What FoodAnthropology Is Reading Now: February 9th Edition

February 9, 2016: Hi FoodAnthropology readers,

We have a reader contribution to kick us off this week:

Food, Art, and History at the Getty Center: If anyone is in or going to Los Angeles, it’s worth a visit to the Getty Center to see exhibit called “The Edible Monument: The Art of Food for Festivals”. (Actually it’s always worth a trip to the Getty if you’re in Los Angeles.) I visited in December and my first thought, when I saw the title, was of Glastonbury, Woodstock, Burning Man, and so forth. I pictured hot dogs and veggie burgers, carts with ketchup and mustard. No, nothing of the sort; this is the Getty, and these festivals were medieval. Literally. The exhibit is largely pictorial. My favorite image is ‘The Land of Cockaigne, where whoever works the least earns the most’, a colorful illumination from the early 17th century depicting among other scenes ‘plains of marzipan and candies’ and ‘moat of good Greek wine.’ The centerpiece of the show is Ivan Day’s ‘Dessert Table after Menon’, an architectural model constructed of sugar. The exhibit ends on March 13, 2016.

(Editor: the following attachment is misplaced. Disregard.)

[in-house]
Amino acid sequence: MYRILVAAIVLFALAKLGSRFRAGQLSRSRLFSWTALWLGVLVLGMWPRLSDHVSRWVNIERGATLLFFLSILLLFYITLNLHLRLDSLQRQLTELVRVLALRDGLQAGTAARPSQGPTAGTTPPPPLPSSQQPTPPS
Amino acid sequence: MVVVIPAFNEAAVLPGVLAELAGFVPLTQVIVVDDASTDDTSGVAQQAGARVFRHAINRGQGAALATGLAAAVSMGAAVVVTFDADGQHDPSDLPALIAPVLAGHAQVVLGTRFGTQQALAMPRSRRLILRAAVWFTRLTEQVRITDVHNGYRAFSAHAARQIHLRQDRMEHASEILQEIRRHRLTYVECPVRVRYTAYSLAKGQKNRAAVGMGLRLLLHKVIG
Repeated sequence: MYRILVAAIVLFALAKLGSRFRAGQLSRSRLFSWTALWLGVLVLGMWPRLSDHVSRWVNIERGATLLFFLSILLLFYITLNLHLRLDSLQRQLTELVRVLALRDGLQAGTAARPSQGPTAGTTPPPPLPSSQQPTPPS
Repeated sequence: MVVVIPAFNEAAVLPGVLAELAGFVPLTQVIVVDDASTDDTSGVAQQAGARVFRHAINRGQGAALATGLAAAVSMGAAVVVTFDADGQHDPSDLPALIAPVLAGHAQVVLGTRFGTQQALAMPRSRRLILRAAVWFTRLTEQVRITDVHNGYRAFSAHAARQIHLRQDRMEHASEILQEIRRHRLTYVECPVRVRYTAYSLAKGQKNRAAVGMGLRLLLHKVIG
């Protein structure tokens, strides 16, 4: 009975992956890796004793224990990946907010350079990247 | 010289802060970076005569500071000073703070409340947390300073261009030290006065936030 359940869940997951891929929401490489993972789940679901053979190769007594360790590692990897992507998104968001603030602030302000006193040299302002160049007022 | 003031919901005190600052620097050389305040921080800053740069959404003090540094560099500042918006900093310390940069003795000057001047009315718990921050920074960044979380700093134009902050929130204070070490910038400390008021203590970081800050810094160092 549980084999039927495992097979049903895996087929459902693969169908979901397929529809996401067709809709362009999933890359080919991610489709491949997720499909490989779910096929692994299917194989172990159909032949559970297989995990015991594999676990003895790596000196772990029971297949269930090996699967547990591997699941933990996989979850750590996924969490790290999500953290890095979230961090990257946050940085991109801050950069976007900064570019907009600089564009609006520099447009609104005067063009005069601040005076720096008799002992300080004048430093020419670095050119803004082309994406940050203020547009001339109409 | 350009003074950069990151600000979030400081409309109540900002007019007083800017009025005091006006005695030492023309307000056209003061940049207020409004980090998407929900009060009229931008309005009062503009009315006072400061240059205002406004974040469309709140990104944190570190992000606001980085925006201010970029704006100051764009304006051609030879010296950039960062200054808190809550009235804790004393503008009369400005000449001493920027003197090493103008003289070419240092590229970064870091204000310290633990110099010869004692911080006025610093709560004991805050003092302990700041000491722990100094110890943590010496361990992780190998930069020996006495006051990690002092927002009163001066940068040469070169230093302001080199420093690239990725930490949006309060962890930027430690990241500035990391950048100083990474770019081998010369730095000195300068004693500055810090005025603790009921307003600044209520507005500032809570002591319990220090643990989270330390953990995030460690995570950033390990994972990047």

Mars, in response to consumer demands, announced they will remove artificial colors from all its products globally. While artificial colors have already been eliminated from products sold in Europe, they remain in use in the USA. Mars’ change will align them with other food manufacturers, Nestlé and Hershey, which have made similar pledges: Mars to ditch all artificial colours from its entire global food portfolio

Food Tank interviewed John M. Mandyck, author of Food Foolish: The Hidden Connection between Food Waste, Hunger and Climate Change: Understanding food waste, hunger, and climate change with John Mandyck

Slog considered how Beyoncé, in the single Formation she premiered at the Superbowl, used food to convey aspects of identity, blackness, and Southern womanhood: Food and Identity in Beyoncé’s “Formation”

NPR’s The Salt wrote about a Japanese program to certify Japanese restaurants operating outside the country, ensuring they uphold standards of traditional Japanese cuisine: Sorry, Sushi Burrito: Japanese Program Certifies Authentic Cuisine

The New York Times wrote about the rise in–and importance of–cover crops in agriculture: Cover Crops, a Farming Revolution With Deep Roots in the Past

Finally, in honor of the Lunar New Year, Time published A Very Brief History of Chinese Food in America from food historian Emelyn Rude.

As always, if you have a link you’d like to share with other FoodAnthropology readers, please send it to LaurenRMoore@uky.edu.

 

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